Fair Labor Standards Act Threshold

On December 17, 2021, the Society for Human Resources Management (SHRM) reported that
the Department of Labor (DOL) was planning to issue a Notice of Proposed Rulemaking (NRPM)
in April of this year, raising the salary level for the Fair Labor Standards Act (FLSA) threshold for
executive, administrative and professional exemptions.

Currently, the threshold for exemption is $684.00/week or $35,568.00 annually. What that means is if an employer has an employee who performs duties that are of an exempt level but who is paid less than the threshold, that employee becomes non-exempt from the FLSA and is eligible for overtime pay at the rate of time and ½ for hours worked over 40 hours in a work week. If the threshold amount for
exemption is increased, it will mean that if you want to keep your management employees in
the exempt category, not only will you have to ensure that their duties are of an exempt
nature, but you may need to increase their pay dependent on their current salary and any
changes to the FLSA threshold.

Research into the item shows that while the feds have planned listening tours related to the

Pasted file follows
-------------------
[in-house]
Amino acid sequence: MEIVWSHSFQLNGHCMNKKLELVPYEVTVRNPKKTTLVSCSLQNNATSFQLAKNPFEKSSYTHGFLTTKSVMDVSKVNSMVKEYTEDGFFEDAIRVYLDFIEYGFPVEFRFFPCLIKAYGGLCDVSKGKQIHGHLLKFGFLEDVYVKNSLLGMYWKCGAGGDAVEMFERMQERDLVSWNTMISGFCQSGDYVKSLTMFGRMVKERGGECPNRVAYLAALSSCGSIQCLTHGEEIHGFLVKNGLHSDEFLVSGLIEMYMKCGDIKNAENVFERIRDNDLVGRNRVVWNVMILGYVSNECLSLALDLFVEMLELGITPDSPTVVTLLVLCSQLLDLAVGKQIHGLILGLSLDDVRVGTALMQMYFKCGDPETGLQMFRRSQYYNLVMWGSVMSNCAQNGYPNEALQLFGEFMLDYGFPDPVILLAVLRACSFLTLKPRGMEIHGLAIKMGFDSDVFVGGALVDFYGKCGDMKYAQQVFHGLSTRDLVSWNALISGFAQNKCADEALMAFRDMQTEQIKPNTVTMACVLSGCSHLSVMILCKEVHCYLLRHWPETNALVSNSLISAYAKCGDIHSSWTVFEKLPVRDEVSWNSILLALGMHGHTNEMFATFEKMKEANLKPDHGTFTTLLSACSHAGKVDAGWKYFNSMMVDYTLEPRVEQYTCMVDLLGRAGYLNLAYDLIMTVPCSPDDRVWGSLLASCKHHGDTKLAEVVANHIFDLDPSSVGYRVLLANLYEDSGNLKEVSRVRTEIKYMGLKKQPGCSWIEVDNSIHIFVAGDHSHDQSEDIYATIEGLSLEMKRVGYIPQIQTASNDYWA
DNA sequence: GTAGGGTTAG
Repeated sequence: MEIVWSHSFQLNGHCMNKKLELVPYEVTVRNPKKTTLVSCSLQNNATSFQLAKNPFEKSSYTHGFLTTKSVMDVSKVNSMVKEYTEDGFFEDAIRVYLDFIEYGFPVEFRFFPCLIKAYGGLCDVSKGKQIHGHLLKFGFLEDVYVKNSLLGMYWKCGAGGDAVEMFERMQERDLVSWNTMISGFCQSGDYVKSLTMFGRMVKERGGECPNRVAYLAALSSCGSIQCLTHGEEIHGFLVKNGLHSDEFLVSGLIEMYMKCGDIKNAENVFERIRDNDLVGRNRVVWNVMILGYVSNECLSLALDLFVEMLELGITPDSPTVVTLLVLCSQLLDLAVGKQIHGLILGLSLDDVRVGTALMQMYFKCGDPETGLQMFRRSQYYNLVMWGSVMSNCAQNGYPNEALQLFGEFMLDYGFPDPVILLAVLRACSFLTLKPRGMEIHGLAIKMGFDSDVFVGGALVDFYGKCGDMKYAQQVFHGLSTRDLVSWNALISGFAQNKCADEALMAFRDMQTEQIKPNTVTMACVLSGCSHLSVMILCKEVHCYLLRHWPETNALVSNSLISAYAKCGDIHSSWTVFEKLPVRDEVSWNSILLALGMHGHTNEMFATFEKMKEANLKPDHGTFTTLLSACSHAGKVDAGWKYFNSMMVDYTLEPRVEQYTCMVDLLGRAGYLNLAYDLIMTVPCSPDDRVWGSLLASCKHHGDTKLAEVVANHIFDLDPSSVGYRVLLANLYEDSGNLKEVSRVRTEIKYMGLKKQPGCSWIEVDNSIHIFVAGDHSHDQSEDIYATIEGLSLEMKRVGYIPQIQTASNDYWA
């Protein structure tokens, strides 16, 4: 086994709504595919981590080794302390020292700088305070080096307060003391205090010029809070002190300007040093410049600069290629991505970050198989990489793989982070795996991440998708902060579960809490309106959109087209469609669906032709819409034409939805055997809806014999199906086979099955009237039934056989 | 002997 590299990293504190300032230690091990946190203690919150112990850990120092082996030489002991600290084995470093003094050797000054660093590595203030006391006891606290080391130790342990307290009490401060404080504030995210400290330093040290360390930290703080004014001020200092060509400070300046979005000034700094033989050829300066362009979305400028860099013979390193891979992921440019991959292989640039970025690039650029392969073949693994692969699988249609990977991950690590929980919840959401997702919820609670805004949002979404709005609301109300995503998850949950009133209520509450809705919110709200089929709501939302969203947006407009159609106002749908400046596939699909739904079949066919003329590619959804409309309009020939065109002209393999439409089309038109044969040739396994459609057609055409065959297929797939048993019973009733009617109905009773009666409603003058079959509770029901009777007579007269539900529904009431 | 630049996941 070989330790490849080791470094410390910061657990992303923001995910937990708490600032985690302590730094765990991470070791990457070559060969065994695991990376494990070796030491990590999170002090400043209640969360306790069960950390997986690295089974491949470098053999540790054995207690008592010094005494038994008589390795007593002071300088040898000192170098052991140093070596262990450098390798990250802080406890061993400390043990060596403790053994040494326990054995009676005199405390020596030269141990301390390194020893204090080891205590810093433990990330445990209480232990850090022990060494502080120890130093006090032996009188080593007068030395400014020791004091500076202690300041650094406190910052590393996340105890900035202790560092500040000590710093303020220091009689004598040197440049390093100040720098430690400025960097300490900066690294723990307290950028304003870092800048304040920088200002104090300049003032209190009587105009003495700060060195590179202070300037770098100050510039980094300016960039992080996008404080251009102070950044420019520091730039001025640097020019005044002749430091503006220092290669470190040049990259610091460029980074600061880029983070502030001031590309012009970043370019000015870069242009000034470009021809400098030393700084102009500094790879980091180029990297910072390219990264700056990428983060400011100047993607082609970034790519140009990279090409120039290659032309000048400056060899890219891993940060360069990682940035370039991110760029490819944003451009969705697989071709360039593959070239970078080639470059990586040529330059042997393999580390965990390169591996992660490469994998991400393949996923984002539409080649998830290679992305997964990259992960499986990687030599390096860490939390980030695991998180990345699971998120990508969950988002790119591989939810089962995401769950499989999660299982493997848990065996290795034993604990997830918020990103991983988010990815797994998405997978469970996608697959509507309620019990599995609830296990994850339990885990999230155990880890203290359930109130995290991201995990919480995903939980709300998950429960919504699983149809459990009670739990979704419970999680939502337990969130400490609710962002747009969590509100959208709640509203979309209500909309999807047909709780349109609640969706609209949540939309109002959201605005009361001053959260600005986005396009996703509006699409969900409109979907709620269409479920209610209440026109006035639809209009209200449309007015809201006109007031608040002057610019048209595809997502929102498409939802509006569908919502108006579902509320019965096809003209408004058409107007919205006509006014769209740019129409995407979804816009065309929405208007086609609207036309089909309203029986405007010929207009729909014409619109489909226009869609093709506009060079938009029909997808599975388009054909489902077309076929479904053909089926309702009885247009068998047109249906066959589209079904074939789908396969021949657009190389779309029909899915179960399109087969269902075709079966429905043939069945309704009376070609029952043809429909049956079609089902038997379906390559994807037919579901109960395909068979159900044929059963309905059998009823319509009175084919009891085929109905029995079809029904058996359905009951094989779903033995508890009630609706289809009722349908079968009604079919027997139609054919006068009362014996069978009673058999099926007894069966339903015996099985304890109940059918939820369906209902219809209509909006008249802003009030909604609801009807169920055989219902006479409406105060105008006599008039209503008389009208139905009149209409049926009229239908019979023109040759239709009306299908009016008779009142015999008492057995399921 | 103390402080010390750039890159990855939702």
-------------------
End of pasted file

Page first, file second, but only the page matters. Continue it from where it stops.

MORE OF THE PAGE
subject, no specific information regarding a published NRPM could be found and the College
and Universities Professionals (CUPA)
reported that the Wage and Hour Division (WHD) would
be unable to meet the April 22 target date for the NPRM.

WHD has announced its first listening tour for “Southeast Workers and Advocates” for May 5,
at 4:00 PM MST with a list of additional sessions following this first event, categorized by stakeholder and region. The “Overtime Listening Session for Southwest Employers” is slated for Friday, May 27, 2022, at 1:00 pm MST.

If you have questions regarding job descriptions and duties, FLSA classification, pay, and/or
benchmarking, contact Southwestern HR Consulting. We Keep HR Simple!

Magdalena Vigil-Tullar

Written by | Magdalena Vigil-Tullar


Phone: 505-270-7494 | Email: magdalena@swhrc.com

PO Box 14274 | Albuquerque, NM 87191

SWHRC - We Keep HR Simple!

Fair Labor Standards Federal Regulations